Minor public service options don’t balance major problems of electronic billboards

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Dear Editor:
Thank you for the June 27 article on electronic or digital billboards or “Powerpoint on a Pole.” Your article serves as a useful “wake-up call” to alert the public about an outdoor advertising technology that is sure to affect many people, and affect them negatively based on experience locally and around the country.
One justification by the outdoor advertising industry for electronic billboards is to present the faint hope that the signs would be readily used for Amber Alerts and other public service announcements. Well, the social benefit of using electronic signs would be so small as to be negligible, relative to the social costs.
The incremental benefit from electronic billboards would be so small because the capability for Amber Alerts is pervasive, even now. Capabilities for Amber Alerts are available via “variable message boards” in highway medians, as well as via TV, radio and cell phones. The social costs of electronic billboards, on the other hand, are high in terms of degrading the visual environment, creating light pollution, distracting drivers, causing accidents and reducing property values. And the real cost to the city could be millions, if they had to buy one out.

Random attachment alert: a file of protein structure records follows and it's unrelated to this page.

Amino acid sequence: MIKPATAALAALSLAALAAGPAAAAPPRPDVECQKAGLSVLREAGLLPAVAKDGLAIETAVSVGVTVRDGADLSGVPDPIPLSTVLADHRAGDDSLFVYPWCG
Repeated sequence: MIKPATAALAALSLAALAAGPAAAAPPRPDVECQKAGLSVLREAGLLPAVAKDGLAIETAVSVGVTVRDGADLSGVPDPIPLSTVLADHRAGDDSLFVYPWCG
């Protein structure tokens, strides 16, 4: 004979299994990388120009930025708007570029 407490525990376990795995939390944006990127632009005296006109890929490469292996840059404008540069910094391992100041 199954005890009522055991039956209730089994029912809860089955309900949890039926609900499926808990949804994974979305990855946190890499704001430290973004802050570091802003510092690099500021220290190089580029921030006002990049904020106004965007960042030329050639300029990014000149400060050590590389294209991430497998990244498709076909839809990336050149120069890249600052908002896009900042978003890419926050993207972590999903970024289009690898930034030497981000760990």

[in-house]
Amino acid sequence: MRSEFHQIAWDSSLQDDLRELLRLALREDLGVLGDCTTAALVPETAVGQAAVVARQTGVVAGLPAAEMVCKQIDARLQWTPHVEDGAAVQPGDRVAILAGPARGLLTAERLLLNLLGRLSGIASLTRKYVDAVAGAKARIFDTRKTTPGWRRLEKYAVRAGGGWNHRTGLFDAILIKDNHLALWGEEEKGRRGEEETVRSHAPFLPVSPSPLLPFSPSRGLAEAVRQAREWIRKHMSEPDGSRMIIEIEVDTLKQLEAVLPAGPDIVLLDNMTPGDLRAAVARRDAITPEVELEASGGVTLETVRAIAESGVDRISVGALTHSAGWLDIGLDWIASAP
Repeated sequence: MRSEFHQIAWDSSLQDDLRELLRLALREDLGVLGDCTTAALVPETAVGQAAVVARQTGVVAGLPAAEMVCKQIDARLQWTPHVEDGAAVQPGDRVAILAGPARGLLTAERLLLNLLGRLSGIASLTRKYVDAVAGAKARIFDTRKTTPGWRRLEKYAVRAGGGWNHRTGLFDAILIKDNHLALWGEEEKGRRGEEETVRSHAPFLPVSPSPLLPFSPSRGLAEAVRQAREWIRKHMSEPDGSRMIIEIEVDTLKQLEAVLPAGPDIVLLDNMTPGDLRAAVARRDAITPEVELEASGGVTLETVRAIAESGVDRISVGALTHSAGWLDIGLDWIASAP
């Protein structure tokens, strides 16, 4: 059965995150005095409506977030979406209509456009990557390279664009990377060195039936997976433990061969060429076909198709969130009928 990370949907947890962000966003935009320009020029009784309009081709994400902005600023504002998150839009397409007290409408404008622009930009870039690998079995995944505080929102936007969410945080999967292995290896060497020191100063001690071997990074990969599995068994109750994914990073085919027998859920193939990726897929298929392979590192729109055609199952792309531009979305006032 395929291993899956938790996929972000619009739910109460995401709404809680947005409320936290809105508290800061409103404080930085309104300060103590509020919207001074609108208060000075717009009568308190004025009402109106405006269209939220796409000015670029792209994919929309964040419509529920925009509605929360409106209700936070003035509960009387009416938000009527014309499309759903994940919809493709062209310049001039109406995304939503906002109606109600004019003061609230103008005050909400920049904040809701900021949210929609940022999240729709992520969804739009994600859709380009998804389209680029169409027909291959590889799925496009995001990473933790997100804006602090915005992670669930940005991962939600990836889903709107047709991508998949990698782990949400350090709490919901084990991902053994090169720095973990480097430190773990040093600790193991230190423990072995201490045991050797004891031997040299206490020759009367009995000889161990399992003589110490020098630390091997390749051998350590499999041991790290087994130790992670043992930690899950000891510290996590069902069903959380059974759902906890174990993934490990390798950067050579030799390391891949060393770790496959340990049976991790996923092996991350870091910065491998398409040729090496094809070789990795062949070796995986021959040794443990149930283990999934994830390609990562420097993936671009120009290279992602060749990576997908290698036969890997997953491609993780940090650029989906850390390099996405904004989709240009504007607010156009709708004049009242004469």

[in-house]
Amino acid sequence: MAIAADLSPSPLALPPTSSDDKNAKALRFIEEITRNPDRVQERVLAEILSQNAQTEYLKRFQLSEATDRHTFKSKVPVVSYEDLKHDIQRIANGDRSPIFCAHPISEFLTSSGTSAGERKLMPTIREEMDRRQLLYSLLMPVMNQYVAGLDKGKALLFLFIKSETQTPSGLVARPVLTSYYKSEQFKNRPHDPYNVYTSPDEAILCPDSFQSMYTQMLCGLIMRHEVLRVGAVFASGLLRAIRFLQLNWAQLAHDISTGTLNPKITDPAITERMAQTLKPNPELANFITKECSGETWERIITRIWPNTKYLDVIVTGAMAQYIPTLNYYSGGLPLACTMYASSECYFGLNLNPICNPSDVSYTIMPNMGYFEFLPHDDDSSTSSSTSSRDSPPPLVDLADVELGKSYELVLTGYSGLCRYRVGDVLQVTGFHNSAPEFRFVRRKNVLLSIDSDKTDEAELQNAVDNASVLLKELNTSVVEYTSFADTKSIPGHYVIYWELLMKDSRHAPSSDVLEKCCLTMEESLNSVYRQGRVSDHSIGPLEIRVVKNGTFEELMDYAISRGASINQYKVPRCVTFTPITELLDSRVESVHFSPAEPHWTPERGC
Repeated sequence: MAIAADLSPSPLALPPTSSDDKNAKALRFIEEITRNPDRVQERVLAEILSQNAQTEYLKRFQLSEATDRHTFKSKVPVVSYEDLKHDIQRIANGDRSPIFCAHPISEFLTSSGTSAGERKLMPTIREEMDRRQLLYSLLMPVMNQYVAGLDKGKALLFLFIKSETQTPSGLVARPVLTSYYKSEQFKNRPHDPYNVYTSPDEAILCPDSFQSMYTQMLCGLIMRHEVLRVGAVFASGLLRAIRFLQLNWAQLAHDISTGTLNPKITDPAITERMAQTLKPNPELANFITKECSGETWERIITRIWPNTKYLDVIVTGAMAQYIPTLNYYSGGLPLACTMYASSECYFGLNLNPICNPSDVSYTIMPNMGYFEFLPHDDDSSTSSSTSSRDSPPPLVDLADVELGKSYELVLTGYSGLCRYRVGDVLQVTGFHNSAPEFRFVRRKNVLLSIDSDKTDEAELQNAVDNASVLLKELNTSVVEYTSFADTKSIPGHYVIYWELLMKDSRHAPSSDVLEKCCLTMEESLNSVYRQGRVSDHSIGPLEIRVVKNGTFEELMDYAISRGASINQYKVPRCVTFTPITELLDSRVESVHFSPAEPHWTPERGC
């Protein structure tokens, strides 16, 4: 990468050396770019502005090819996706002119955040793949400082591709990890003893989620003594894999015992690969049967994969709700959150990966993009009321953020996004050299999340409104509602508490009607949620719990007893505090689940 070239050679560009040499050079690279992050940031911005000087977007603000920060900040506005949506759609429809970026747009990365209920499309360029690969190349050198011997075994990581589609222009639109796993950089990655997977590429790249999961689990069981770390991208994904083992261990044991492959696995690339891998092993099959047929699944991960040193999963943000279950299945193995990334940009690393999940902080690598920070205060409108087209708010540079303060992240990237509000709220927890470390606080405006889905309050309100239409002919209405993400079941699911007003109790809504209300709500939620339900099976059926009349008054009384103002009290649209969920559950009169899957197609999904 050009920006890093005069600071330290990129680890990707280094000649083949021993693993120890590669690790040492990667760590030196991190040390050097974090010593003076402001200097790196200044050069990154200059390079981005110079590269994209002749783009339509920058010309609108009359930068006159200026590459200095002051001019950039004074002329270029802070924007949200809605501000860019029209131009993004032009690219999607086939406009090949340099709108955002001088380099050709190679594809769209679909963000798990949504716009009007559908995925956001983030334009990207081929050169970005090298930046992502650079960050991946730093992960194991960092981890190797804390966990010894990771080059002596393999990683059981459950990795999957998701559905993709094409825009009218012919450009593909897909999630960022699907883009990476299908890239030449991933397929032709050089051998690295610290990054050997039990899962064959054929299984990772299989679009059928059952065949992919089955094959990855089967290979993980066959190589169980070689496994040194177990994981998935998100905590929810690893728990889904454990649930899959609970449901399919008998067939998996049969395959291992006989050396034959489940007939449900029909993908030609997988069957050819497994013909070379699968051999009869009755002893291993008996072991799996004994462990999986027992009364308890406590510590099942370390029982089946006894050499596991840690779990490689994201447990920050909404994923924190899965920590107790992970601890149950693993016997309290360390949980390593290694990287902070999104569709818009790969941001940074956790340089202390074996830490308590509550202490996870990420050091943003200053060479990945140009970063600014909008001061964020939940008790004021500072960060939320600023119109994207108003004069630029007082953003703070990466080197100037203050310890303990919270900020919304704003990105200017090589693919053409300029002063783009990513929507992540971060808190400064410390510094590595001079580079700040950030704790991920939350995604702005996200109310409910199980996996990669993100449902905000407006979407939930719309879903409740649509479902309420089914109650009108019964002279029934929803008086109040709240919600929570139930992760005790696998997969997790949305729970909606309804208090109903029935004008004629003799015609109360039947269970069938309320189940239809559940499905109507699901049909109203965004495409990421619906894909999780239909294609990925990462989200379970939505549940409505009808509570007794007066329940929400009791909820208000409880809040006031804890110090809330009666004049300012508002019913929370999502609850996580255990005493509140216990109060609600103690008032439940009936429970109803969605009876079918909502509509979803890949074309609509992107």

Curiously, the outdoor advertising industry has the opportunity now for “public/private partnerships” with standard legacy billboards. But, to my knowledge, there are few, if any, recent examples of the billboard industry proving gratis public service messages, such as for the El Paso County Health Department fairs and alerts, or important school district events and notices. Hence, the prospects for using electronic billboards for similar purposes are a faint hope.
Our community of Colorado Springs in El Paso County, which touts its beautiful setting and invests heavily in highway safety, would be better off without electronic billboards that compromise the visual environment and increase driver distractions.
Larry Barrett, Scenic Colorado